With the National Security Agency (NSA) gathering metadata from all telecommunications companies and email from internet companies on all Americans, the companies providing the data charge for gathering and providing this data to law enforcement. The questions are how much do they charge and who is paying for this? According to the Blaze, the American taxpayer is footing the bill. Yes, you are paying the government to spy on you.

The Blaze reports:

  • The government can't say exactly how much it reimburses telecoms for surveillance activity, but AT&T estimated it received $24 million in reimbursements between 2007 and 2011, while Verizon's estimate was between $3 million and $5 million.
  • The amount charged varies by company and by surveillance service being requested — wiretapping costs more than accessing email records, for example.
  • Some argue there is a balance to be struck between the companies charging the government for this information, which takes time and resources to collect, and ensuring it doesn't become a profit driver for them.
  • Ultimately, it is tax payer dollars that the government is using to pay the fees for this surveillance info.

Companies such as AT&T, Verizon and US Cellular are making extra millions off the government's need to violate American citizen's privacy. According to industry disclosures made last year to Rep. Edward Markey, D-Mass., AT&T imposes a $325 activation fee along with $10 per month to maintain it; Verizon charges the government $775 for the first month and $500 for each month thereafter; smaller carriers such as US Cellular and Cricket charge the government about $250 per wiretap.

Former NSA analyst turned whistleblower Edward Snowden exposed the program the NSA uses to amass email data from providers such as Microsoft, Yahoo, Google, etc. While most of these companies will not disclose how much was charged to the government, the information was collected very cheaply or for free. As an example, Facebook released the information to the government free. The American Civil Liberties Union discovered that email records can be turned over for as little as $25.

It seems the telecommunications companies have found a nice little murky million dollar market that has little public scrutiny.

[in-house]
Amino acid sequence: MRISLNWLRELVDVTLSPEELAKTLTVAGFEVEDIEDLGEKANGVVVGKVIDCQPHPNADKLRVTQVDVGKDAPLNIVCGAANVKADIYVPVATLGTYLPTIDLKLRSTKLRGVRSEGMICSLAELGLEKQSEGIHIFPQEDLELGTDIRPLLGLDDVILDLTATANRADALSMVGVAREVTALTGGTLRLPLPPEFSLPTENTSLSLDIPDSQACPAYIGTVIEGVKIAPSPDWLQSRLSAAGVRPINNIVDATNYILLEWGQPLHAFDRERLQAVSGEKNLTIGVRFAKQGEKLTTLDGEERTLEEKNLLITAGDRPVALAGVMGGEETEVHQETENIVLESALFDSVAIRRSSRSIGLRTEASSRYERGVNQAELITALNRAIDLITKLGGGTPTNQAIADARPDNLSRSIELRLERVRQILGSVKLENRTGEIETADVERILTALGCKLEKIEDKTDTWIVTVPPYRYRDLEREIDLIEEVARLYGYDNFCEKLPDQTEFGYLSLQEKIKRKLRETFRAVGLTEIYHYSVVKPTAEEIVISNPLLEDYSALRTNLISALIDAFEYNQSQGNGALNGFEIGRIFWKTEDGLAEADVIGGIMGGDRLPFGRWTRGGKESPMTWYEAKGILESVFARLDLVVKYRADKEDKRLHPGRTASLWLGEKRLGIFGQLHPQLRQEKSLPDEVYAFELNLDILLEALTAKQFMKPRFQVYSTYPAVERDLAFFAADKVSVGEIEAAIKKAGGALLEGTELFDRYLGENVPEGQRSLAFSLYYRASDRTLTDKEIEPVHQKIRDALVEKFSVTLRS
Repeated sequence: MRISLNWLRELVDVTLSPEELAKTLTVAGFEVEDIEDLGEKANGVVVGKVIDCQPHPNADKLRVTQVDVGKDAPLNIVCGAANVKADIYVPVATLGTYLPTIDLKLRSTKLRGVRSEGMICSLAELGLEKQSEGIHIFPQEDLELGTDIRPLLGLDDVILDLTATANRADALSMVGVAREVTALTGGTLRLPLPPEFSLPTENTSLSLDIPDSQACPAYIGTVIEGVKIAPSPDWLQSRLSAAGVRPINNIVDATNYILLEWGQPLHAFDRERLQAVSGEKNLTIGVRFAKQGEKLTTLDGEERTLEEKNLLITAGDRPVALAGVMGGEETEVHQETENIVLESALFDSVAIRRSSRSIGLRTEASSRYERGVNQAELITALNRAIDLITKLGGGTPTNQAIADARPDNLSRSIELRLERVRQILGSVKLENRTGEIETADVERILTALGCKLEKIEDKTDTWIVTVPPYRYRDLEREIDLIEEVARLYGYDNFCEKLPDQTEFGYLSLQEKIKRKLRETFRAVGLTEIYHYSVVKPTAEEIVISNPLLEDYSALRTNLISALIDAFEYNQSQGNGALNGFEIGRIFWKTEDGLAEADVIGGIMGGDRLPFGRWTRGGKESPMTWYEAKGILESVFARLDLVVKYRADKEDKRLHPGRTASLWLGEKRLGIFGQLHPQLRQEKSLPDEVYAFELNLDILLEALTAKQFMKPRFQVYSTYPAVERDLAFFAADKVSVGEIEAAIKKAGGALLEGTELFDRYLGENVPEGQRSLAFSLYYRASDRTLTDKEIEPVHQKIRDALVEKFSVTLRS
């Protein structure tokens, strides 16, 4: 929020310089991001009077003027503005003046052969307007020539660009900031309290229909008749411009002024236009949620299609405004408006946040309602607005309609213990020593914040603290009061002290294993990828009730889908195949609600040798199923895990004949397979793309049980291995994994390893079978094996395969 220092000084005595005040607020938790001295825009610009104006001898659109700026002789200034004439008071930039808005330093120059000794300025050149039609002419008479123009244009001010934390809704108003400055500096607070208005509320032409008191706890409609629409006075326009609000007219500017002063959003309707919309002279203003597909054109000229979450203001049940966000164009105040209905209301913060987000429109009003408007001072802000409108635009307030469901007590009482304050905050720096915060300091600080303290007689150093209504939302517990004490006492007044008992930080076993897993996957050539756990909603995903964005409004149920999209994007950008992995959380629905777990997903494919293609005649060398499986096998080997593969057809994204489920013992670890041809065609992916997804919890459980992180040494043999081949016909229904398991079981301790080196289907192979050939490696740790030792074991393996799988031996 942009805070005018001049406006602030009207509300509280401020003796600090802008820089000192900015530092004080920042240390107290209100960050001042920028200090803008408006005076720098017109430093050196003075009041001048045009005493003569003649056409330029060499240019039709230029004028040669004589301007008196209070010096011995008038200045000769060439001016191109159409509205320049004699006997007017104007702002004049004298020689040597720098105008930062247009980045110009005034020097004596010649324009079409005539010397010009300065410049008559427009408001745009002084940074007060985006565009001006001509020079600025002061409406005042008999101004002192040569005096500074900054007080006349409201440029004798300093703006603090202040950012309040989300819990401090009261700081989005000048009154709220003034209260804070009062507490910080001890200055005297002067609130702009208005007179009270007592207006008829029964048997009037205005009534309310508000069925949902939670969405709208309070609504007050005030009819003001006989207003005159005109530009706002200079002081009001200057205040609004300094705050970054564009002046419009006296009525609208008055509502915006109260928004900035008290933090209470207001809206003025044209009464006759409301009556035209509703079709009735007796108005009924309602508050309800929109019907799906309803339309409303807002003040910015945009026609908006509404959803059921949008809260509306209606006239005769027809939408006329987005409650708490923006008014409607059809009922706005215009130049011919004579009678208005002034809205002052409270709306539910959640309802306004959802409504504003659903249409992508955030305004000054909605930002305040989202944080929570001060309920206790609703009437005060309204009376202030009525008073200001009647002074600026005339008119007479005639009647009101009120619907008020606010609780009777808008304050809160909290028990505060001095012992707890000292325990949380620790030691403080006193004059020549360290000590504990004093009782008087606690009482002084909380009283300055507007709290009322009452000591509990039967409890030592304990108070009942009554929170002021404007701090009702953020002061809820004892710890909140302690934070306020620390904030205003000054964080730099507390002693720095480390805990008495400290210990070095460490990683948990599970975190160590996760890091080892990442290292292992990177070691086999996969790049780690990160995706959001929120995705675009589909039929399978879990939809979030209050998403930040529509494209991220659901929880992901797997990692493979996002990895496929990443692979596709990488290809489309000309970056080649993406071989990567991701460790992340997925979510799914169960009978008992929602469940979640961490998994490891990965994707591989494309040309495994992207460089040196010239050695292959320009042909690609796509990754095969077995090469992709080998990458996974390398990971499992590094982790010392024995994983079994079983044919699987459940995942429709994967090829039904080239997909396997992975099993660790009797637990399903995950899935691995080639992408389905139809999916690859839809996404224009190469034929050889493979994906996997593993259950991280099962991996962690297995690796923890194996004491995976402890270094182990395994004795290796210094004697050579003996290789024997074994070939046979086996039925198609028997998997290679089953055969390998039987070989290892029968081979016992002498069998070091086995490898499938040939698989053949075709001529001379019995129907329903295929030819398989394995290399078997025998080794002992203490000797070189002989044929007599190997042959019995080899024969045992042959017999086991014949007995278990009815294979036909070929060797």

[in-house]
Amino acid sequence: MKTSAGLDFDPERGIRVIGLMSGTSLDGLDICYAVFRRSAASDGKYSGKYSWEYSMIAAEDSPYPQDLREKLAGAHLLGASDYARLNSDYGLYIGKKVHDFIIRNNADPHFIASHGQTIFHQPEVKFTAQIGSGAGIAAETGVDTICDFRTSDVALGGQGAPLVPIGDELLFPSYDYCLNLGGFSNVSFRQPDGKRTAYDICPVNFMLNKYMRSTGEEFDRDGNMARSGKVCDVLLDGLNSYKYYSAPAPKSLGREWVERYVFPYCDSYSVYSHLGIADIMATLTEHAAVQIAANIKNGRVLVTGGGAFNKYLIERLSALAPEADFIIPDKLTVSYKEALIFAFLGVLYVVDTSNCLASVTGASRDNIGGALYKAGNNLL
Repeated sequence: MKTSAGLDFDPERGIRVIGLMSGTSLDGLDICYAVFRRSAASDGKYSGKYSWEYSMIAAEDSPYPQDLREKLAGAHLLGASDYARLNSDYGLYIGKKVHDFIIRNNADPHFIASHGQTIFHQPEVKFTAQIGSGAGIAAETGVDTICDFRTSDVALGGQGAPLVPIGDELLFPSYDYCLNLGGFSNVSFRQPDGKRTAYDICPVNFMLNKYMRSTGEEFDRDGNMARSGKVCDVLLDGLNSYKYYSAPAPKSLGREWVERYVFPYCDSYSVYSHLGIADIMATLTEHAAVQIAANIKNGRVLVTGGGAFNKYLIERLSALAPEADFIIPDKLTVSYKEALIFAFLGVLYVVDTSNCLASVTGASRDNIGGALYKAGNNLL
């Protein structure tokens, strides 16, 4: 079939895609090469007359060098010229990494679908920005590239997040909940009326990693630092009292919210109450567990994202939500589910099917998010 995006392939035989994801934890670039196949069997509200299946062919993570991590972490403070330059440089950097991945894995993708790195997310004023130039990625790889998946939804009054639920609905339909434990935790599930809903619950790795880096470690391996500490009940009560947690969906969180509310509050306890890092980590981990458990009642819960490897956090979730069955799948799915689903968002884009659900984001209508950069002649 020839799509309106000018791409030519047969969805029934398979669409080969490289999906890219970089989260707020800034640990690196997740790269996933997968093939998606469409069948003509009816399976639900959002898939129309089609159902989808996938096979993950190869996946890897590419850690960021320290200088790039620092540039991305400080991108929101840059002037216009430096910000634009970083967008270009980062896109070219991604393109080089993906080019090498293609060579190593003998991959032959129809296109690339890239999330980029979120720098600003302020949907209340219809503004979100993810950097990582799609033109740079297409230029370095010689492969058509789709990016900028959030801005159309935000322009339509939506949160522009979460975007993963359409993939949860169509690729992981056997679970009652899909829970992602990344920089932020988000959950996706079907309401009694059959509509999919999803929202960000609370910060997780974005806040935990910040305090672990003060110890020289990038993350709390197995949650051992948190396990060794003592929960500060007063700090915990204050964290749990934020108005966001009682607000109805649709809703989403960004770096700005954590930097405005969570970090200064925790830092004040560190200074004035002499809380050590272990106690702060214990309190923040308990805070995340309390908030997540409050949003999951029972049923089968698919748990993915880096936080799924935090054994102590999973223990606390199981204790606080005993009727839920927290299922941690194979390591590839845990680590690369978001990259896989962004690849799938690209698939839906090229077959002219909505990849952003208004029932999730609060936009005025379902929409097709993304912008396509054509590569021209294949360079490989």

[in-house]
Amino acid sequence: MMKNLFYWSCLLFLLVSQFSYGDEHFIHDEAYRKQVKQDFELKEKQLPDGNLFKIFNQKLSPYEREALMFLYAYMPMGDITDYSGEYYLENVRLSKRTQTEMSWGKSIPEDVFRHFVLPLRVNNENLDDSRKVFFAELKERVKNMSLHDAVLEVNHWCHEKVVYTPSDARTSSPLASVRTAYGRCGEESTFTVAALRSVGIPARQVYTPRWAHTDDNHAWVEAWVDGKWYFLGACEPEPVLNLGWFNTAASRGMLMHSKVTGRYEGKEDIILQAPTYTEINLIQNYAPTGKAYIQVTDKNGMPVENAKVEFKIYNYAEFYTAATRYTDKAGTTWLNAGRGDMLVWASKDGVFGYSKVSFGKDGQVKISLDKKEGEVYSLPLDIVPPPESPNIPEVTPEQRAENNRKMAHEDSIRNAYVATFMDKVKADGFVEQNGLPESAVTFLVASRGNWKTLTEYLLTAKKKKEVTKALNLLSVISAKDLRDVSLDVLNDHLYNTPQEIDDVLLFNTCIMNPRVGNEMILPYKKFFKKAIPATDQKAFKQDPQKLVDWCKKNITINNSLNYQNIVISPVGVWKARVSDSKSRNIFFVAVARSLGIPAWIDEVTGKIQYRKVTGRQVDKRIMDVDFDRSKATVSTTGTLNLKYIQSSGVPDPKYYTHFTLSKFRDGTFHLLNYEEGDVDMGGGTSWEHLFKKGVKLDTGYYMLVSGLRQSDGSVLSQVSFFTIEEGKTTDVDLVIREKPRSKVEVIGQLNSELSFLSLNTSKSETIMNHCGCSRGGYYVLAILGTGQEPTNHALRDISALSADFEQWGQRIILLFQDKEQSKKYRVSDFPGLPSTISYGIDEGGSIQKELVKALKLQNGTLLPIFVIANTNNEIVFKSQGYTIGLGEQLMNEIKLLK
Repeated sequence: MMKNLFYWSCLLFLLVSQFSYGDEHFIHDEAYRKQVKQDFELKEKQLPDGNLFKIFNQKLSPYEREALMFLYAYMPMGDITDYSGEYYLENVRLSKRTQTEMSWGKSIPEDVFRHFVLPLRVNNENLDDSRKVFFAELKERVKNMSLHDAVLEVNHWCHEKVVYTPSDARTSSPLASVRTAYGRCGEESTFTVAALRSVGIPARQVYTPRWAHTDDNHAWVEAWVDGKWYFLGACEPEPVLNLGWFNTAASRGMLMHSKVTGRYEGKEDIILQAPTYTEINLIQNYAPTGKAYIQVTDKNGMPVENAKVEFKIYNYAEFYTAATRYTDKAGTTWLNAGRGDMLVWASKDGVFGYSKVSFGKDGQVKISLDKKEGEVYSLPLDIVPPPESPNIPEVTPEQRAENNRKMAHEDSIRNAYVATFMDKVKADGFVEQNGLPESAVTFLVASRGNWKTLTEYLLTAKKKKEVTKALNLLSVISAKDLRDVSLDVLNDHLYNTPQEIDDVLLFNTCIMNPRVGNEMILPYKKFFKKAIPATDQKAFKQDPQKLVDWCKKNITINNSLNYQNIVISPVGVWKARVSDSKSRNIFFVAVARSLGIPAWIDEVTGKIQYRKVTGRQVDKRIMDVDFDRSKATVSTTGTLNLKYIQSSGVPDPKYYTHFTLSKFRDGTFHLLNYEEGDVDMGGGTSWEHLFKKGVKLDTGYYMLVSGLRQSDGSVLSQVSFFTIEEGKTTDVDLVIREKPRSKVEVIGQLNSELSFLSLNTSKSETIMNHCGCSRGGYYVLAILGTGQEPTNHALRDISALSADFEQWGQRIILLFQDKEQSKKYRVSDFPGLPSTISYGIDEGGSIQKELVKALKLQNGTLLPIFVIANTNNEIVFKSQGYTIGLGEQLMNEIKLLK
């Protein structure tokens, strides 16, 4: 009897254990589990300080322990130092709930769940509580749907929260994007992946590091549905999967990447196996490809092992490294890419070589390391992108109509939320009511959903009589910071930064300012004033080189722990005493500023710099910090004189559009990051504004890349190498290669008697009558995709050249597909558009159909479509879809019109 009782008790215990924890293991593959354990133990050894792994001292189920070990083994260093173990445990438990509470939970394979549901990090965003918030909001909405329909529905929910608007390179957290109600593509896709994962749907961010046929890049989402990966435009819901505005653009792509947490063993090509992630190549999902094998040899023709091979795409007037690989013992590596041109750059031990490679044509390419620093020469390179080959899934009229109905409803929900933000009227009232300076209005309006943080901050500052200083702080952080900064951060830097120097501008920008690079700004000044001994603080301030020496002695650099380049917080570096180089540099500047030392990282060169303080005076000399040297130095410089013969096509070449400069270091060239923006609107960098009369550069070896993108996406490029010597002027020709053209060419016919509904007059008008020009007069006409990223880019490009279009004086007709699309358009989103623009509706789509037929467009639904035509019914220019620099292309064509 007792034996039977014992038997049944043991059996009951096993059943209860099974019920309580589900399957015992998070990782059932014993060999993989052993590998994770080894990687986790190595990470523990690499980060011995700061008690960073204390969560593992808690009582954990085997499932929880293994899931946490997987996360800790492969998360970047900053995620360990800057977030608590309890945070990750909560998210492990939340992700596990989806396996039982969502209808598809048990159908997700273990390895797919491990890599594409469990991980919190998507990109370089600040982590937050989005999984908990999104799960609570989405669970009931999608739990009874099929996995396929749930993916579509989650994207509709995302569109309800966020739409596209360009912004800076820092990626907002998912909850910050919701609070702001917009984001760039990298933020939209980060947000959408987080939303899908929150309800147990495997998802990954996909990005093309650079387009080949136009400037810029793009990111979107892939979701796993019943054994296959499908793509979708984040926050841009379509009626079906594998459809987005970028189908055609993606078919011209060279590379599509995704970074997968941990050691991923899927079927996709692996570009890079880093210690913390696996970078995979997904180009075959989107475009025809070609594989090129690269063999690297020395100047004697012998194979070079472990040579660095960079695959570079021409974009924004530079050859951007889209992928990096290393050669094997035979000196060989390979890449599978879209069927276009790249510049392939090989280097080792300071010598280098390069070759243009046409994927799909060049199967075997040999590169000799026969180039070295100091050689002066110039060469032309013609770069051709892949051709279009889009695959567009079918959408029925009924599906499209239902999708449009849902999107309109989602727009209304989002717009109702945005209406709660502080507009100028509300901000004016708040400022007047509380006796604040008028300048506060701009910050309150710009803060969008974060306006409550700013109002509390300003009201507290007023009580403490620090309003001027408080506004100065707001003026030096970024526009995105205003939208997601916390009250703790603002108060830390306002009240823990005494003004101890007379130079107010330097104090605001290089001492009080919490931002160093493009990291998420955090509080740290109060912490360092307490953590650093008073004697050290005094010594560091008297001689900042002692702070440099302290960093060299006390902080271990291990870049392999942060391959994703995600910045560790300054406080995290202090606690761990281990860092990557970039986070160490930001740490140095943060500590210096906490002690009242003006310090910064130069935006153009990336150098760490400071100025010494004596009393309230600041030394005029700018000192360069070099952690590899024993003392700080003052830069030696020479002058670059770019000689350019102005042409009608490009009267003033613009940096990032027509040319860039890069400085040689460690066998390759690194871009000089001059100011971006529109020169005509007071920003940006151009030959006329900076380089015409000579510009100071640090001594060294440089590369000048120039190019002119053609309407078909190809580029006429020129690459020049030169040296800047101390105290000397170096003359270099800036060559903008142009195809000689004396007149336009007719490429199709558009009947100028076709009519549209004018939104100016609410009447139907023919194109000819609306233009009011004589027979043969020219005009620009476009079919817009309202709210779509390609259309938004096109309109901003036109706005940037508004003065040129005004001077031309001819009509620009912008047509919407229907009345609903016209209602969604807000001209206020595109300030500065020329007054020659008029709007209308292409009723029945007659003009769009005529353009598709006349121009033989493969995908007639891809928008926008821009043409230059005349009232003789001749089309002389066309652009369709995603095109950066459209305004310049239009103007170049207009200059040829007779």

The Associated Press reports on the cost of the surveillance in the following video:

The Blaze continues:

Industry says it doesn't profit from the hundreds of thousands of government eavesdropping requests it receives each year, and civil liberties groups want businesses to charge. They worry that government surveillance will become too cheap as companies automate their responses. And if companies gave away customer records for free, wouldn't that encourage uncalled-for surveillance?

But privacy advocates also want companies to be upfront about what they charge and alert customers after an investigation has concluded that their communications were monitored.

"What we don't want is surveillance to become a profit center," said Christopher Soghoian, the ACLU's principal technologist. But "it's always better to charge $1. It creates friction, and it creates transparency" because it generates a paper trail that can be tracked.

Under the US Communications Assistance for Law Reinforcement Act, the US government has long enjoyed access to phone networks and high speed internet traffic in order to catch suspected criminals and terrorists. "More recently, the FBI has pushed technology companies like Google and Skype to guarantee access to real-time communications on their services." As has been recently disclosed, the "US intelligence community has an intense interest in analyzing data and content that flows through American technology companies to gather foreign intelligence."

In an email statement, the FBI requests an explanation when charges are questionable and tries to work with the communications carrier to understand cost structure but could not disclose how much it spends in industry reimbursements as those payments are done through a variety of programs, field offices and case funds. In 1994, Congress allotted $500 million dollars to reimburse phone companies to retrofit their equipment to accommodate wiretaps on new digital networks. Since then, technology companies have been a focus of law enforcement and the intelligence community.

The Blaze adds:

To discourage gratuitous requests and to prevent losing money, industry turned to a section of federal law that allows companies to be reimbursed for the cost of "searching for, assembling, reproducing and otherwise providing" communications content or records on behalf of the government. The costs must be "reasonably necessary" and "mutually agreed" upon with the government.